“4. The two-party system is not the root of all evil. Third parties do not lose in American Politics because of the ‘tyranny’ of the two major parties, but rather because of our winner-take-all electoral system (Duverger’s Law). Anyone who complains that Democrats and Republicans don’t offer ‘real choices’ ignores the dramatic polarization that has occurred between the parties in the last 40 years. Moreover, complaining that the two-party system offers a ‘lack of choice’ ignores the fact that anyone can run as a third party if they want to — but a more effective strategy is to get involved in primaries and try to change the parties from within.”
Well, I’ve never heard of Mr Duverger before but the existence of a coalition currently here in the UK, with a broadly similar voting system to the US, seems, on the face of it, to disprove his theory.
I would disagree about the “dramatic polarization” of the two main American parties. They may differ on healthcare, abortion, gun control and, up to now, gay rights but in the vast majority of things they are in agreement.
The primary system is a particularly bonkers American system for choosing candidates. Anyone who says otherwise should have it pointed out to them that blocks of voters for one party can simply join the other one at a local level and directly sway their candidate choice. In general it also means that since in many place only a very low number of highly radicalised people turn out for primaries it has meant a number of successful challenges for conventional Republicans from the Tea Party leading, amongst other things, to the recent shut-down of the government.
“5. Presidents aren’t as important as we think they are. Yes, Presidents are important and influential – but they can’t work magic. This is a simple lesson that everyone gets in grade school, yet it seems to be forgotten when people think about politics – the President has to get the agreement of Congress to get anything done. Peoples’ list of “greatest” Presidents just so happened to be in office when their copartisans controlled the House and Senate (FDR, Lincoln, Washington, etc). Complaining that nothing gets done and then blaming it on the President for not “leading” is completely nonsensical and betrays a misunderstanding of how government works.”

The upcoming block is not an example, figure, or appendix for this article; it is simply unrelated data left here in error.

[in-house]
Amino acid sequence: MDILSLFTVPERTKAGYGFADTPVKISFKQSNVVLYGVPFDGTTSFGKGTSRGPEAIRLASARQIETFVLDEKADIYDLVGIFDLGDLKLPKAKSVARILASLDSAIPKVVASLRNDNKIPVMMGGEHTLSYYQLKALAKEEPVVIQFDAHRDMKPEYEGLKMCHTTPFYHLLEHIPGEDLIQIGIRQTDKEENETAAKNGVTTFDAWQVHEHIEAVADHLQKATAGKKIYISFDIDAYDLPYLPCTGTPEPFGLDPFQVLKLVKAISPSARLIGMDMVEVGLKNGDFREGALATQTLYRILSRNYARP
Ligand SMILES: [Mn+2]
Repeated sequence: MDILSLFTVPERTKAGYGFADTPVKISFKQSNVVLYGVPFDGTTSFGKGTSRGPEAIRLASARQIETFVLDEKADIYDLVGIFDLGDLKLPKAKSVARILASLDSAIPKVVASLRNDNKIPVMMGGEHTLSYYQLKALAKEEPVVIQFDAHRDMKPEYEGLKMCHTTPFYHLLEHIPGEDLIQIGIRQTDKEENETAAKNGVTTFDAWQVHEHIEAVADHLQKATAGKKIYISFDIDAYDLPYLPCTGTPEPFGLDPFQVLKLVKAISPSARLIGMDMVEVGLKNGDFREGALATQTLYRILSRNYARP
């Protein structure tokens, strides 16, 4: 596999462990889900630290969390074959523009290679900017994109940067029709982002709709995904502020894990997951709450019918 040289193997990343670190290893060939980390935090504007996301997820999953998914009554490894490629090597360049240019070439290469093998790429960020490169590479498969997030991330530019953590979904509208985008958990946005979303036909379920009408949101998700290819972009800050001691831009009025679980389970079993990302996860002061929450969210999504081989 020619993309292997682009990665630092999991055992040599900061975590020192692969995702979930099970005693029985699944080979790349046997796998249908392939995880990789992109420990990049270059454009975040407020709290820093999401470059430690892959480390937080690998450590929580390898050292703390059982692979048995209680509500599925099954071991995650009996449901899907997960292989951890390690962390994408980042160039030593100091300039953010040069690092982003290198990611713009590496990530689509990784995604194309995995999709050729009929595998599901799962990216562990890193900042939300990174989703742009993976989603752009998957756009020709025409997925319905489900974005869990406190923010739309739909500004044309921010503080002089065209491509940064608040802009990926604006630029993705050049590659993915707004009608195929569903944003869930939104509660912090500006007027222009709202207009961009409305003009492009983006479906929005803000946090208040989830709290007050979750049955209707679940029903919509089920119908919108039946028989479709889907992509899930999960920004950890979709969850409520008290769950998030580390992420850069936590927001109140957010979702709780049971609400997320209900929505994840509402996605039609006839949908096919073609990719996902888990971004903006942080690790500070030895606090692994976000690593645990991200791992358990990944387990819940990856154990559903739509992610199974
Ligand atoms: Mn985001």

Well, we can certainly agree about this one. A sitting President facing a record-breakingly obstructionist Congress in a wide variety of ways should be praised for getting anything done at all – never mind a major change to the national health care system.
“6. Political ‘independents’ are usually not very independent. Most people who identify as independent actually are closet partisans – they vote and act and think like Republicans or Democrats while refusing to identify as such. The importance (and estimated total) of independent voters in elections is overblown by observers and pundits.”
If that was true then states that actually swing between different parties wouldn’t do so. There’s a reason vast amounts of time and money are spent micro-targetting a relatively tiny number of floating voters.
“7. Nate Silver is great, but political scientists have been accurately forecasting elections using statistical evidence at least since the 1970s.”
It’s true that things have got better since “Dewey beats Truman” but most of the political forecasting is still statistically way off base – especially from highly partisan sources a-la Fox News. The reason why Mr Silver’s system works so well is because it cleverly works of an average of other forecasting systems using a record of their previous accuracy. If they were all accurate all the time then why would that be needed?
“8. Last but not least, political science is not an opinion-based discipline. Just because people have opinions about politics does not make the field opinion-based. Political scientists use all the tools of contemporary social science – use of quantitative and statistical evidence is actually the norm.”
I couldn’t say – I had to google “political science” to even find out what it was. I’m sure there are people I know who can much better comment on that statement than me. Feel free to do so in the comments.